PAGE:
Visual artist Mato Ioannidou presents her new solo exhibition, entitled Mimesis Prakseos (Representation of an action), at the Athens Conservatory, in collaboration with the Drama School of the Athens Conservatory. The exhibition comprises 51 mixed media works on paper or canvas, inspired by archetypal characters of emblematic ancient Greek tragedies.
In our times, in a globalized world that nullifies the depth of human existence, archetypal figures of ancient tragedies such as Antigone, Oedipus, Orestes, Phaedra, and Medea are particularly relevant.
Focusing on their inner conflicts, actions, passions and desires in a ritualistic way, Ioannidou ultimately succeeds in depicting the essence of fate, redemption, and “catharsis” in an ultimately poetic way and in direct reference to the ancient texts.
Mato Ioannidou lives and works in Athens and has held numerous solo painting exhibitions. She has studied French literature and pursued theatre studies at Sorbonne and painting at the School of Fine Arts in Paris. In 1997 she founded the Center of Artistic Workshops “Leschi” where she teaches painting and mosaic to adults and children. Since 1999 she has directed outdoor plays for children based on fairy tales.
Greek News Agenda spoke* with Mato Ioannidou about her exhibition and the way she perceives art in our times.
The female figures in your work of art appear passionate and impetuous. They are driven to extremes but are not afraid of being crushed. In contrast, the male figures, although equally dramatic, appear rather powerless. Does this allude to the position of women and men in today’s society?
According to historical sources, women in Greek antiquity, at the time the tragedies were written, were completely absent in the public sphere, with the exception of prostitutes. The opposite was true in the private sphere (family).
In the texts of the tragic poets, this difference does not apply. Clytemnestra, for example, directly confronts the Chorus of the Argives. Nevertheless, from Aeschylus in Oresteia to Sophocles in Antigone and Euripides in Medea, we observe an evolution in the position of women. The latter glorifies the matricide… and strongly satirizes Jason.
The greater mobility, fragility, and emotional intensity of the female bodies in my works of art is based on the sense that I get from the ancient texts and the words and actions of the characters. I probably identify more deeply as a woman…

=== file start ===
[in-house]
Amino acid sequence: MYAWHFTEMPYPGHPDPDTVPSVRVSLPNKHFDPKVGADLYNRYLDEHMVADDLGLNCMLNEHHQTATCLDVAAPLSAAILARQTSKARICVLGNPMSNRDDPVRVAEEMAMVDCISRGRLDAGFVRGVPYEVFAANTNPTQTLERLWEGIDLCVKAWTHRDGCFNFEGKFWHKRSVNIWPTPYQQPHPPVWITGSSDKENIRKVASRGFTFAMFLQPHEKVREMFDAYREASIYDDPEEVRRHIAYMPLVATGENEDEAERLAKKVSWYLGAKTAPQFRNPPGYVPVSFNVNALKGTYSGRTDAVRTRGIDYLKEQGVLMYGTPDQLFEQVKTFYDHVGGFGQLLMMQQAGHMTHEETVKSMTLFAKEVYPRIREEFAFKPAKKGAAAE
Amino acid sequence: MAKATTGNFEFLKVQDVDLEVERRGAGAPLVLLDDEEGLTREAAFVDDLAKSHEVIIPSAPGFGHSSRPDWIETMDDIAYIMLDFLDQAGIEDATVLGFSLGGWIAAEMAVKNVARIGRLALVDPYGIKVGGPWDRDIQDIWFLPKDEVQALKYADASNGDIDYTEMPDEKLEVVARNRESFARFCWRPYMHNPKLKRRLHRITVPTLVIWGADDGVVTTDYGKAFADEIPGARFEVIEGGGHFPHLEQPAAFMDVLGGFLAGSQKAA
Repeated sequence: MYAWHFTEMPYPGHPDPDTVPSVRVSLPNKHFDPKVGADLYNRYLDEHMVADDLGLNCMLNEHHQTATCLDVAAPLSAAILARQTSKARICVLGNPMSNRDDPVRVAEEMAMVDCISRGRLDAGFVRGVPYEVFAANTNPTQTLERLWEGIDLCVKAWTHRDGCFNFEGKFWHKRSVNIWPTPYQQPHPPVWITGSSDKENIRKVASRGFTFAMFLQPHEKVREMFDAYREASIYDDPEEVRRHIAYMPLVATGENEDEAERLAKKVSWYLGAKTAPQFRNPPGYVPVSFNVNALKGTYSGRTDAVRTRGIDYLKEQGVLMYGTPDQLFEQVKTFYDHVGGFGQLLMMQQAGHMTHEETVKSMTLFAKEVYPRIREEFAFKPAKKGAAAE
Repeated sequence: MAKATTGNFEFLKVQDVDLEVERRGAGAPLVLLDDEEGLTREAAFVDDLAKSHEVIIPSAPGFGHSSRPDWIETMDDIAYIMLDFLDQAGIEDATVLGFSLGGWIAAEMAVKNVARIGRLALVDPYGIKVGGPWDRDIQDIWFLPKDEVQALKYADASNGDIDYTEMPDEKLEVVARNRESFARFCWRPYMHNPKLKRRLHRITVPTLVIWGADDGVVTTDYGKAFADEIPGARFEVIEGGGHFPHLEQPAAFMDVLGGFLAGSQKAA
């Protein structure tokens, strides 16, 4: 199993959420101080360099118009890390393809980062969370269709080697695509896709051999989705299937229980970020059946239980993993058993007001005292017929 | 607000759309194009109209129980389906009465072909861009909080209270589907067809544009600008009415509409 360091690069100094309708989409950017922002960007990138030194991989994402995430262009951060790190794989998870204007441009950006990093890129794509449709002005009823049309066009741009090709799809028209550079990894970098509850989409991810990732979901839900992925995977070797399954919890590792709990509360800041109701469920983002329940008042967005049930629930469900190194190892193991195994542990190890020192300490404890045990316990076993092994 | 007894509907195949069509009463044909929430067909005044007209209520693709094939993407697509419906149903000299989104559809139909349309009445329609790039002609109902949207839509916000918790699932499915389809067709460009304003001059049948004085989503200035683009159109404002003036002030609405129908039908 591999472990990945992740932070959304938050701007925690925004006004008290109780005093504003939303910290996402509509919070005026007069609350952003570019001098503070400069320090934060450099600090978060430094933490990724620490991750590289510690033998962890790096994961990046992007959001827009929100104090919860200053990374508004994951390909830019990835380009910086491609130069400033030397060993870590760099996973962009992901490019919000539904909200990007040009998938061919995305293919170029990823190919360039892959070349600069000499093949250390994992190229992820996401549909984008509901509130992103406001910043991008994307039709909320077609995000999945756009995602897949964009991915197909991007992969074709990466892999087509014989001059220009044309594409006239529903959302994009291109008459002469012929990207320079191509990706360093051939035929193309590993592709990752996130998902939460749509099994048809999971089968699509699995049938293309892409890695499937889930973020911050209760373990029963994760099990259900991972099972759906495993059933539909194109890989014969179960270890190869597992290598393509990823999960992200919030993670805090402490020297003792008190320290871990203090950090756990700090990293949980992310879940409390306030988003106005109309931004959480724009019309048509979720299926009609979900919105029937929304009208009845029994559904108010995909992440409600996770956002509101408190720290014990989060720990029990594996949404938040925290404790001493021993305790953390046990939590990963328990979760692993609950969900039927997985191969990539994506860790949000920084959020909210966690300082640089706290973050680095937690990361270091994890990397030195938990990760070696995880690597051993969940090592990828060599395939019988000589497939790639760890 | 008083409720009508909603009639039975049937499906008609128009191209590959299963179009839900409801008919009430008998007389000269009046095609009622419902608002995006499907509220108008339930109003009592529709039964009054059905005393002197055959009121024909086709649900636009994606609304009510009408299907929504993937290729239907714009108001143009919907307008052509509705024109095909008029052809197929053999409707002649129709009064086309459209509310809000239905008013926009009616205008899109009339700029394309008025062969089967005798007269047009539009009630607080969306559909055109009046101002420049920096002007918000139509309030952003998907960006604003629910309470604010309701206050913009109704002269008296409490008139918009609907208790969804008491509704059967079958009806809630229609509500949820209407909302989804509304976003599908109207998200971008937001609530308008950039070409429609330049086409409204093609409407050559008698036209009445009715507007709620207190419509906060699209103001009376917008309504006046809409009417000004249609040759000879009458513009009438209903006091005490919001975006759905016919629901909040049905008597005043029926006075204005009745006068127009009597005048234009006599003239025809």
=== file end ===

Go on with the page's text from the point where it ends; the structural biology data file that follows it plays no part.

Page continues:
Orestes, Creon, and Oedipus, characters that particularly appeal to me, remain more cerebral and introverted in their reactions and thus, I would not say sluggish, but more rigid in their body language. This is probably a timeless phenomenon, but nowadays we tend to eliminate the existence of gender with distinctly defined characteristics while it is certain that in public life society remains male-dominated.
Ancient Greek drama raises timeless and universal issues, which is why it is always relevant. Its focus is on human nature, human passions, and the conscious rebellion of the individual against the divine and social norms. In a world that seems too ambiguous, bewildering, and superficial, is this rebellion possible today, and if so, how? Is there a catharsis or is everything ultimately left in limbo?
With this question, you have covered me perfectly in terms of the choice of the subject of my exhibition. In today’s world of artificial intelligence, of a social fabric that has been broken, of information that we do not have time to process either psychically or intellectually, tragedy, in my opinion, is a ‘tool’ of rebellion. I am moved by the reaction of the viewers of my exhibition. They thank me for the psychic vibration they felt. This is a catharsis for me!
You use a visual language that is clear, structured, dramatic, and at the same time liberating. What techniques have contributed to this direction? What do red, gold, and blue symbolize?
Painting the surface is usually done in a simple manner, with a ruler, the figures with clear outlines are either ‘stamps’ or drawn with ink and pencil on a white background. When there is a colorful expressionistic background my obsession is that the figures are clearly delineated. They resemble sculptural works or drawings from ancient Greek pottery that in their chromatic austerity acquire an existential dimension.
Red conveys tension, life, and rebellion, gold and silver contribute to the intensity of the image, further highlighting the figures. Blue conveys a ‘Greek’ brightness, perhaps a solace in contrast to the violence of the other colors.
What do you think is the role of the visual artist today?
To be honest, Greece nowadays, in terms of visual arts, does not produce standards. Following the generation of Greekness – not that I support it more than others – it is influenced by international trends. After all, this is unavoidable in a globalized world.
I would say that Bouzianis is a particular case. He went along with the trends of his time while maintaining a profound Greekness. Today, I just see a couple of trends dominating at global level and of course this affects the Greek artistic production. I have a hard time recognizing the personal truth of the creator… Fortunately, there are exceptions!!!
How do the new globalized trends in art affect the Greek reality?
With the powerful art market.
*Interview by Dora Trogadi (Intro photo: Medea, mixed media on paper, 2022)
Read also via Greek News Agenda: Sculpture Exhibition at the Byzantine and Christian Museum; George Rorris: “A painting is the sincere revelation of one’s soul”; Kostis Georgiou: “Art’s purpose is to provide a zone of unlimited paths”; Painter Dimitris Tzamouranis: “Art’s ultimate objective is the pursuit of beauty”